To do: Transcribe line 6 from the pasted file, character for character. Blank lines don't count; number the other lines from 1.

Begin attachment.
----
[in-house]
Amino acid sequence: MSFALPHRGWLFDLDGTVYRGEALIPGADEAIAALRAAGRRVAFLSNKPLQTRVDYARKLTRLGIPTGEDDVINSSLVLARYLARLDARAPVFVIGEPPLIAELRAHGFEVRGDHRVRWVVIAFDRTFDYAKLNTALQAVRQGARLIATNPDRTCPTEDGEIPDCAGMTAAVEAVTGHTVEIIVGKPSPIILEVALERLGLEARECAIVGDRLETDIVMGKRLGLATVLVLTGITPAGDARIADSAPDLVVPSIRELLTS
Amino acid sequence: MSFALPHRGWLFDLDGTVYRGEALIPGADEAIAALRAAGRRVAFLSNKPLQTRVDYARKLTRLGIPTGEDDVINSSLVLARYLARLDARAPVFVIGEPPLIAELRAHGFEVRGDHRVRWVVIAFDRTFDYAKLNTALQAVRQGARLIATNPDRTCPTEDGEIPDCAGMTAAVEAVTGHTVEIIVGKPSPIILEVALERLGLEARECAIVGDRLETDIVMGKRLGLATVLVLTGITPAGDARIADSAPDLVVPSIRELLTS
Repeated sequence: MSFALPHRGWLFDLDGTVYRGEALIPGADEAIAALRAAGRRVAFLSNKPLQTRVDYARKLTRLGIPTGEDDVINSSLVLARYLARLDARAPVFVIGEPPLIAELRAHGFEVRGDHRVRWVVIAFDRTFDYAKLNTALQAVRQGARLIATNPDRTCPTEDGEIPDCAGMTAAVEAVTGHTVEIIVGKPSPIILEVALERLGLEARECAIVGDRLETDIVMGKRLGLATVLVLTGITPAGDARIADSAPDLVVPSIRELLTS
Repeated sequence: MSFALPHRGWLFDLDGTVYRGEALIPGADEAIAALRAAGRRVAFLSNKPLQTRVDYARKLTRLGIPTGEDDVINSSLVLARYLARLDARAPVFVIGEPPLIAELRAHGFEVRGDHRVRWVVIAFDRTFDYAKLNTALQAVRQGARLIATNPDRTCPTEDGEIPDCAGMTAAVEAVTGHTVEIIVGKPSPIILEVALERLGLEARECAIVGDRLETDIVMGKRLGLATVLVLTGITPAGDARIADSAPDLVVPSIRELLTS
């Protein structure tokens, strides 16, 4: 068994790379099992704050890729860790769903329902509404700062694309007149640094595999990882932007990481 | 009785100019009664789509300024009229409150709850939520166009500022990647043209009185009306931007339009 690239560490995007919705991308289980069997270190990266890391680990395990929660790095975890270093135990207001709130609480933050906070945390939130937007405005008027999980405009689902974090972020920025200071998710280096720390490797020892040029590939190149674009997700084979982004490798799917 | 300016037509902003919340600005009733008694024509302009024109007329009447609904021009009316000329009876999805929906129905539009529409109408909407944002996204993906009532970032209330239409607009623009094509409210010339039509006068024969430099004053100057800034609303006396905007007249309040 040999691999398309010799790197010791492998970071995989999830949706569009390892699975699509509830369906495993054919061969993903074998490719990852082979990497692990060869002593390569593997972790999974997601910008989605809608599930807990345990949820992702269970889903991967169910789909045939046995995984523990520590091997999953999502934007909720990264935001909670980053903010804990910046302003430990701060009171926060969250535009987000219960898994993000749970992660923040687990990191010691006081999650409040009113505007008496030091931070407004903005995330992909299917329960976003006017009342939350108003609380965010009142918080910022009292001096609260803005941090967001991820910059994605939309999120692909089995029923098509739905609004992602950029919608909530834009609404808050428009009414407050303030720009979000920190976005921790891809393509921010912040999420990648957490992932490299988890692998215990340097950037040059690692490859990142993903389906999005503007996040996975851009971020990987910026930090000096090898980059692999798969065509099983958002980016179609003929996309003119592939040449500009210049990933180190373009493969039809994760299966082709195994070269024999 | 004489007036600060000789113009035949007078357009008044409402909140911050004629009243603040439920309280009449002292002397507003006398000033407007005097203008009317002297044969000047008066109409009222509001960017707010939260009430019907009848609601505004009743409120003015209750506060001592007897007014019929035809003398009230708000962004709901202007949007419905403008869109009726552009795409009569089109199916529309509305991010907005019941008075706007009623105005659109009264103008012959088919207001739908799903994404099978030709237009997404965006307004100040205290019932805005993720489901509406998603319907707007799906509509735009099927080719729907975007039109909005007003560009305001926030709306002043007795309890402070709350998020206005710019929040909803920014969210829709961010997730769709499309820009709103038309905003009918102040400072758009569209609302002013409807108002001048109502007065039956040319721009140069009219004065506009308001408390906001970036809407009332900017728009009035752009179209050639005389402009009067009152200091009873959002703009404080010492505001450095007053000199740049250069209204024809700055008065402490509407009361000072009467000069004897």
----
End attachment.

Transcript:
């Protein structure tokens, strides 16, 4: 068994790379099992704050890729860790769903329902509404700062694309007149640094595999990882932007990481 | 009785100019009664789509300024009229409150709850939520166009500022990647043209009185009306931007339009 690239560490995007919705991308289980069997270190990266890391680990395990929660790095975890270093135990207001709130609480933050906070945390939130937007405005008027999980405009689902974090972020920025200071998710280096720390490797020892040029590939190149674009997700084979982004490798799917 | 300016037509902003919340600005009733008694024509302009024109007329009447609904021009009316000329009876999805929906129905539009529409109408909407944002996204993906009532970032209330239409607009623009094509409210010339039509006068024969430099004053100057800034609303006396905007007249309040 040999691999398309010799790197010791492998970071995989999830949706569009390892699975699509509830369906495993054919061969993903074998490719990852082979990497692990060869002593390569593997972790999974997601910008989605809608599930807990345990949820992702269970889903991967169910789909045939046995995984523990520590091997999953999502934007909720990264935001909670980053903010804990910046302003430990701060009171926060969250535009987000219960898994993000749970992660923040687990990191010691006081999650409040009113505007008496030091931070407004903005995330992909299917329960976003006017009342939350108003609380965010009142918080910022009292001096609260803005941090967001991820910059994605939309999120692909089995029923098509739905609004992602950029919608909530834009609404808050428009009414407050303030720009979000920190976005921790891809393509921010912040999420990648957490992932490299988890692998215990340097950037040059690692490859990142993903389906999005503007996040996975851009971020990987910026930090000096090898980059692999798969065509099983958002980016179609003929996309003119592939040449500009210049990933180190373009493969039809994760299966082709195994070269024999 | 004489007036600060000789113009035949007078357009008044409402909140911050004629009243603040439920309280009449002292002397507003006398000033407007005097203008009317002297044969000047008066109409009222509001960017707010939260009430019907009848609601505004009743409120003015209750506060001592007897007014019929035809003398009230708000962004709901202007949007419905403008869109009726552009795409009569089109199916529309509305991010907005019941008075706007009623105005659109009264103008012959088919207001739908799903994404099978030709237009997404965006307004100040205290019932805005993720489901509406998603319907707007799906509509735009099927080719729907975007039109909005007003560009305001926030709306002043007795309890402070709350998020206005710019929040909803920014969210829709961010997730769709499309820009709103038309905003009918102040400072758009569209609302002013409807108002001048109502007065039956040319721009140069009219004065506009308001408390906001970036809407009332900017728009009035752009179209050639005389402009009067009152200091009873959002703009404080010492505001450095007053000199740049250069209204024809700055008065402490509407009361000072009467000069004897």